Women lag men in retirement savings, but they have one big advantage
Because women are more likely to take time off of work or work part-time, saving for retirement can be more difficult. However, women are more likely to enter fields with more stable retirement plans.
When it comes to retirement savings, women lag behind men. According to a new report by the National Institute on Retirement Security (NIRS), retired women aged 65 and older are 80 percent more likely to be impoverished than their male counterparts. Retired women aged 75 or older are three times more likely than men to be in poverty. Because women are more likely to take time off of work or work part-time, saving for retirement can be more difficult, especially when factoring in compound interest, where it pays to be an early saver.
Women also are less likely than men to participate in a retirement savings plan. According to the Department of Labor, 63 million women in the US are working for wages or a salary between the ages of 21 and 64. Only 44 percent of those participate in a retirement savings plan.
The low savings rate among working women can be attributed in part to the ways they are participating differently than men in the workforce. Women are more likely to work part-time, which may exclude them from eligibility in retirement plans.
Additionally, women are more likely to make emergency withdrawals from 401(k) savings, notes Virginia Maguire, director of retirement products and solutions at Aon Hewitt, a risk management firm. “Women, in some cases, are hit repeatedly throughout their career or dinged throughout their career in saving for retirement," she tells the Washington Post. "They start at a lower salary scale. To save the same percentage (as men) would be a smaller dollar amount a month. Often women take a break in service, so they have a smaller (retirement) balance.”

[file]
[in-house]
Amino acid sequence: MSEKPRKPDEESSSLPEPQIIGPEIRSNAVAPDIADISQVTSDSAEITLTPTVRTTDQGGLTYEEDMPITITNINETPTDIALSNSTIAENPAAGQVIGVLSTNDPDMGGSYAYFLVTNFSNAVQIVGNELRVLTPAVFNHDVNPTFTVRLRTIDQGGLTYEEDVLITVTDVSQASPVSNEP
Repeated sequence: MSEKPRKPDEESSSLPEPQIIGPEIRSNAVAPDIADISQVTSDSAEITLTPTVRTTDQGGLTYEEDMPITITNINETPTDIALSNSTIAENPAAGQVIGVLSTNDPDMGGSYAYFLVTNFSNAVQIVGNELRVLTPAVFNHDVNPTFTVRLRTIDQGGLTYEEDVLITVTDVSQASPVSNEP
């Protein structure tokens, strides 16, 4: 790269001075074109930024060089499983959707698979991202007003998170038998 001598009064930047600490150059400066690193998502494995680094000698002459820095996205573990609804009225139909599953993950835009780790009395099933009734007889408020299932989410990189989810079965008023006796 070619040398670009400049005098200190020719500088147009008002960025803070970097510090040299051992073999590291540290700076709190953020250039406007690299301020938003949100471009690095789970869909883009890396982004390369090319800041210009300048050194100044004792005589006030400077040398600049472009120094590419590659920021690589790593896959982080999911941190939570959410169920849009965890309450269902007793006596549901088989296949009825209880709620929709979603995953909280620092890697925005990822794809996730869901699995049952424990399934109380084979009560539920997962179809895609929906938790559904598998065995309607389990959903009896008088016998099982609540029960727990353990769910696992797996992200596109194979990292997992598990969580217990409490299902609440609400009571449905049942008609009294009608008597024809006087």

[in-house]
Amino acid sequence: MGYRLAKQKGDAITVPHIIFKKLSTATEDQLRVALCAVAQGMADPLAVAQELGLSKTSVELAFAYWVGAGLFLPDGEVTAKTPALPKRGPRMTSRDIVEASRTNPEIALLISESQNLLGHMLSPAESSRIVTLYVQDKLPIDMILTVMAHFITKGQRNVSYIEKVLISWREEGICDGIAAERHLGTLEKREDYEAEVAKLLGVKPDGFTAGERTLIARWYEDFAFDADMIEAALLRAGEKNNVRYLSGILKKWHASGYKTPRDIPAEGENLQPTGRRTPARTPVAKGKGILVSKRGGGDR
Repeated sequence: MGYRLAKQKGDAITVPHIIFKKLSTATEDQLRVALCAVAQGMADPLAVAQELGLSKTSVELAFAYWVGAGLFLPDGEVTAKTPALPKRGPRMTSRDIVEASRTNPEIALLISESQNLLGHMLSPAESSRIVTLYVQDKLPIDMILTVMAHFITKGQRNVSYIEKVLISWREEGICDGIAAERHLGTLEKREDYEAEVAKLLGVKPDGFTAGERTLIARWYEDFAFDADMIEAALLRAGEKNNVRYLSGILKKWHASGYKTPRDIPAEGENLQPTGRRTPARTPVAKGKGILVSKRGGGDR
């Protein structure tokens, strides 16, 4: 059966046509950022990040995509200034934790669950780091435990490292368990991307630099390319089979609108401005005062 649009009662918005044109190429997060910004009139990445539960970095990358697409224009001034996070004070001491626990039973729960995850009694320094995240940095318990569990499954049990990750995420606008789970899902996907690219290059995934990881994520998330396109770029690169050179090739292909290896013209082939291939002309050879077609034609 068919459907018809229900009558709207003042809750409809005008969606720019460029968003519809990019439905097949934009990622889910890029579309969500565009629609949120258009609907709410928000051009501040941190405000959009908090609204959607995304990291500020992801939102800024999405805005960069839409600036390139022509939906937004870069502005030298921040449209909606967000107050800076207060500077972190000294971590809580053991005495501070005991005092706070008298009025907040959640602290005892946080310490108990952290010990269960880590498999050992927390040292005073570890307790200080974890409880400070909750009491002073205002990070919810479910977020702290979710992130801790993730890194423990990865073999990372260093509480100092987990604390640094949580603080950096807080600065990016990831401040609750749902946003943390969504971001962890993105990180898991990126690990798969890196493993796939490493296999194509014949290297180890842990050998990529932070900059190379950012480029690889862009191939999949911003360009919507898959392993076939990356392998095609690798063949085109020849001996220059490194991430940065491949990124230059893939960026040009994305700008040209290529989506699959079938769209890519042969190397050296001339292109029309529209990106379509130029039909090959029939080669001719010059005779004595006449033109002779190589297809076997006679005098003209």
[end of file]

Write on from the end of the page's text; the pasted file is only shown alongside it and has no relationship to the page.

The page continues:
There's some good news, however. Certain fields women are more likely to enter, such as education, health services, or public administration, are more likely to have defined retirement plans. According to NIRS, women lead men in working for employers with outlined retirement programs for employees. Though women who who work in those fields aren't likely to have high salaries, they are also less likely to fall into poverty as they get older.
Of women who retired from a career in education, for example, only four percent aged 65 or older are considered poor, according to NIRS. For those women who worked in public administration, five percent are below the poverty line in their later years, compared with seven percent of health services workers and nine percent of retail workers.
The NIRS suggests that women begin saving right away, either through an employer’s 401(k) savings plan or through an individual retirement account (IRA), like MyRA. Also, Jennifer Brown, manager of research at the NIRS, told USAToday, that she suggests taking advantage of savings rewards, like the federal Saver’s Credit for low or moderate income individuals. This program provides a tax credit for those who contribute to a retirement savings account.
In order to close the retirement savings gap between women and men, Aon Hewitt recommends that companies offer tools to help women save, such as healthcare, financial management, and debt management education. Employers can also encourage professional advice for investments and add features to companies’ 401(k) savings plan that help workers save more aggressively.